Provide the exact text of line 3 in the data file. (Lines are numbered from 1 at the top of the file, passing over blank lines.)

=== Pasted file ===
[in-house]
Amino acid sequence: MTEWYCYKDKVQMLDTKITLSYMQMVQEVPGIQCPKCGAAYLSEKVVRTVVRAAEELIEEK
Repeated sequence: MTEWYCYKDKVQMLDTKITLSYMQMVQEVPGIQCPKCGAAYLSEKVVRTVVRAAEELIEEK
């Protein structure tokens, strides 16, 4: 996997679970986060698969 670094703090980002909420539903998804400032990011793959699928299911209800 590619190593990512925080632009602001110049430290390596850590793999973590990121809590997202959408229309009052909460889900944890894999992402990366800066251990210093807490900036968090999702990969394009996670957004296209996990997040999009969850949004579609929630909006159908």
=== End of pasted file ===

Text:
Repeated sequence: MTEWYCYKDKVQMLDTKITLSYMQMVQEVPGIQCPKCGAAYLSEKVVRTVVRAAEELIEEK